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10th Jan 2017

Eamon Dunphy slaughters the quality of football pundits on British TV in latest rant

"They're really hopeless"

Robert Redmond

“They don’t respect their audience. That’s really what bugs me.”

Eamon Dunphy has rarely been shy about passing judgement on the quality of British football pundits.

The former Millwall and Republic of Ireland midfielder was asked about his counterparts across the water during an interview last March. And he had some less than kind words about two Sky Sports pundits.

“Thierry Henry and Niall Quinn? For fuck’s sake! And you can quote me on that. Thierry Henry is there on £2m a year, just sitting there as a tailor’s dummy.”

On Monday evening, Dunphy was asked about the subject topic again in light of a David Walsh article.

The Sunday Times’ chief sports writer was critical of the BBC’s coverage of the FA Cup game between West Ham United and Manchester City last Friday night.

Walsh questioned why the BBC studio panel of experts – Alan Shearer, Frank Lampard and Ian Wright – spent a significant proportion of their half-time analysis pouring over a marginal penalty call.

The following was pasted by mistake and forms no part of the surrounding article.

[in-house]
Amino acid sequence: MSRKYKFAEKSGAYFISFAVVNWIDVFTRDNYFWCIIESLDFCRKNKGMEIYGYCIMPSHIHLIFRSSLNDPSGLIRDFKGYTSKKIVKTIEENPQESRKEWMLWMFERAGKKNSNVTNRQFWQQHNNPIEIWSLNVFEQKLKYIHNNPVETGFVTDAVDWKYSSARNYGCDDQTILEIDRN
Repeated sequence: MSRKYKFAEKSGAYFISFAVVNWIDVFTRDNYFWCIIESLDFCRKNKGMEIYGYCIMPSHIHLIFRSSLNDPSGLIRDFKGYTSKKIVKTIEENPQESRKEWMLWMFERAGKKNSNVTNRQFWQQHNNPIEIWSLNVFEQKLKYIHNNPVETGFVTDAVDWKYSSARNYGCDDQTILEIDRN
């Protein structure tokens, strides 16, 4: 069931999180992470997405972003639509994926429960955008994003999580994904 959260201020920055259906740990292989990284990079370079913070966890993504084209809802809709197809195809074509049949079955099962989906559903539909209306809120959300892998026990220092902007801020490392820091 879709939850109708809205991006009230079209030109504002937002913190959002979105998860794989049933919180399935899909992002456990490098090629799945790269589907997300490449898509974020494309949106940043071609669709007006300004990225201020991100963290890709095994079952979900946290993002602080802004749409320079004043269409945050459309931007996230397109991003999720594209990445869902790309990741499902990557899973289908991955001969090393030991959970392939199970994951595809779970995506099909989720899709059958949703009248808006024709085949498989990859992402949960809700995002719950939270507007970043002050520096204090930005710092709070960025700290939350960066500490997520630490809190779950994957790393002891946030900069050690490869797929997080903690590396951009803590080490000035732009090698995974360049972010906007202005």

“The sum of it all didn’t amount to a halfpenny’s worth of enlightenment,” Walsh wrote.

On Monday evening, Dunphy was asked about the column on 2FM show Game On. The RTE pundit had some praise for Graeme Souness, Gary Neville and Ian Wright, but was generally very critical of the standard of football analysis on British television.

“It’s very rare for someone to call them out the way David did,” Dunphy said.

“They’re really hopeless. Some of them are good. Souness is excellent. Gary Neville, I think, is very good.

(Photo by Ben Radford – Sky Sports/Getty Images)


“Ian Wright is very good when he puts his mind to it. But they’re not encouraged to really put their minds to it and really be rigorous and robust, which is what you need and what you should expect.

“They’re hopeless. I don’t like to say it,” the RTE pundit continued.

“But you have to have a commitment to the audience and that’s what’s missing in England.

“And, also, you have to engage people as analysts who know their stuff. You have to know the game when you’re on live television and giving analysis, you have to actually know it.”

Dunphy also took aim at BT pundits Rio Ferdinand and David James, before accusing broadcasters of failing to respect the intelligence of their audience.

“What really baffles me is what the television companies are thinking about,” Dunphy said.

“BT Sport, for example, have invested about £2bn in rights and then they get David James and Rio Ferdinand. They don’t respect their audience. That’s really what bugs me.”